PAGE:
One of the most difficult decisions that I have made during my twins’ entire young lives was choosing a preschool. *Sigh*. You would think that I was helping my children decide on a college. The process was just as exasperating. As a parent, you want the very best for your children. You want to equip them with all of the necessary tools they need in order to be successful in life. I was very wrapped up in making sure that my children have the proper head start to learn what they needed to be successful in life. However, I learned a very interesting lesson myself along the way.
As the first major decision that I had to make for them, I took my job — the preschool search — very seriously. First of all, I’m a researcher by nature. I research everything. Google is my very best friend. So, of course, I began to research types of preschools in my attempt to find the best fit for my twinkies. But even that process was overwhelming. Just by researching preschool curricula online, I became anxious. So many choices. But what is the best curriculum for preschoolers? What does the research say?
I started looking up the many options. Play-based or academic based? What’s Montessori? What’s Reggio Emilia? What’s Waldorf? What are the similarities and differences? What’s more important? That my kids learn their ABCs or that they learn how to socialize? Was preschool even that important? Full-time or part-time? And all of this was bombarding me before I even thought about the costs. Preschool costs can be astronomical. I read articles about parents taking out loans and spending close to college tuition rates on preschool. Whew. It was a lot.
However, once I became better versed in my options, what they were, and what the benefits were to preschool and certain curricula, some of my anxieties subsided. I decided that I thought my twins could benefit from preschool. Being twins, they were very used to playing with each other, but I wanted to broaden their socialization. I wanted them to learn how to play and share with other children. I also decided that I was not looking for a solely academic preschool. My priority was that my kids attend a school where they are cared for and nurtured, a school that helped to stimulate their natural curiosities and foster their learning through play and hands-on activities. I wanted them to learn, of course, but not in a traditional academic school-based way.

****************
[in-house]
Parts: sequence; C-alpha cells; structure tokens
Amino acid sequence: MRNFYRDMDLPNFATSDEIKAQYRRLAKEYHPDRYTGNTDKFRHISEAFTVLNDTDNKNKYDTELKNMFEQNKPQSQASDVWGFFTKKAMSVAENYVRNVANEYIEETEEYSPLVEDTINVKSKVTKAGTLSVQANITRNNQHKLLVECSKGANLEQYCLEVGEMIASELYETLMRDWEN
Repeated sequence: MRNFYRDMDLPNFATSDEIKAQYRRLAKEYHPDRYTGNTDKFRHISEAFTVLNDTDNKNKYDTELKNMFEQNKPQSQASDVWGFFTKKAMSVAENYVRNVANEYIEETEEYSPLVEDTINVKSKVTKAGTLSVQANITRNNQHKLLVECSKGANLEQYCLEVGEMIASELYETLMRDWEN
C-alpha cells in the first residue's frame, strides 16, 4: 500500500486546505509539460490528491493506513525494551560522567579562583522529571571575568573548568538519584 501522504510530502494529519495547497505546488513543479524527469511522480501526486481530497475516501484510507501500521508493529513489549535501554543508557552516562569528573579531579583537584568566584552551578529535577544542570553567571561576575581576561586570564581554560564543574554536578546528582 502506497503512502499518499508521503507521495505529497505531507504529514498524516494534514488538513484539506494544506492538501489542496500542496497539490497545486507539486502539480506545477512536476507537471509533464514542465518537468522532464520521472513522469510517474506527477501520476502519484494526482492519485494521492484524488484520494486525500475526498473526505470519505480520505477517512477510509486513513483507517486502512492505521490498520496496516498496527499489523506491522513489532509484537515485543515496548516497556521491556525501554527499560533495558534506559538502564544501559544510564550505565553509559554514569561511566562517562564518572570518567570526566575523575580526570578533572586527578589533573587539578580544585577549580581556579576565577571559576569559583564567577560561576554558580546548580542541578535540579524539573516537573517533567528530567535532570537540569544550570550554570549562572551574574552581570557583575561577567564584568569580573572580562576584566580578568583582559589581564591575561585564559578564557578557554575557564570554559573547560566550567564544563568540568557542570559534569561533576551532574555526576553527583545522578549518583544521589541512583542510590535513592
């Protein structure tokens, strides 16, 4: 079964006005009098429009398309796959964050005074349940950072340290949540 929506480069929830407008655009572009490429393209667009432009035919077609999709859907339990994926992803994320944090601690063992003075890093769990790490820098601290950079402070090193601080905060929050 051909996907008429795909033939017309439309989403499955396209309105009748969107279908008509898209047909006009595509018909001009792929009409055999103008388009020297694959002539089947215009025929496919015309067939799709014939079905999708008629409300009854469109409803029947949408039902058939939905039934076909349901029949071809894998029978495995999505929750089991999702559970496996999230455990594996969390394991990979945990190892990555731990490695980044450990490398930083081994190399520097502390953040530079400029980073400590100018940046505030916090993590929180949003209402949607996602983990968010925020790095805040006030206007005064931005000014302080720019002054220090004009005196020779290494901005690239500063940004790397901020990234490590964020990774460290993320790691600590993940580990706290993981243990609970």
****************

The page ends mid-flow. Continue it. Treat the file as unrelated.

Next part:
I discovered that Reggio Emilia and Montessori matched most closely with my personal philosophy. By doing the proper research first, I was able to narrow down my search options by looking at the schools that incorporated either of those curricula. At that point I started to tour different programs. That process was time consuming and overwhelming, though worth it. I got a chance to meet administrators and teachers, observe classrooms, and ask more specific questions. I was able to discern the school’s culture.
Here are some of the questions I had in mind as I observed the classrooms:
- Do they have an open door policy?
- Do the children appear happy?
- Do the teachers appear happy?
- Are the kids engaged?
- What kinds of learning and socialization activities are they doing in the classroom?
Actually going on classroom tours was eye opening. I was able to compare and contrast different programs, and really determine what is most important to me. I was also able to see the Montessori and Reggio Emilia curricula in action (or lack thereof). Reading about a preschool philosophy is one thing. But to actually see it implemented is another. Also, observing more than one program also helps because not all schools implement the same curriculum in the same ways.
Though the process was long and sometimes tedious, it was a valuable experience. I was able to find a school that fits most of my requirements. I chose a Reggio Emilia program that emphasized play as the primary activity for preschool children. It is also a school that teaches important socialization skills to their students. I fell in love with the teachers and the school. Ultimately, I think I was able to make the best choice for my kids. They are in a preschool program that I love. My kids are thriving and growing. They are cared for, nurtured and intellectually stimulated daily. They are excited to go to preschool every day, and come back telling funny and interesting stories about their “friends” (classmates) and teachers and talk about all of their experiences and activities.
The most important thing that I discovered in this process is that, yes, I do want the very “best” for my children, like any parent. But it’s not about the “best” in absolute terms. It is about the best fit for you and the best fit for your children. It is about discovering what’s most important to you as a parent and choosing the option that fits in with you and what you believe. There is no magic school — no magic program. In the end, my children are happy and therefore I am beyond satisfied. I could not ask for anything more.
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Rashain Carriere-Williams and her husband, Kellom, are the parents of 3 year old boy/girl twins, Aubrey Madison and Karson Michael. She is also senior director at a non-profit agency in New Orleans, LA.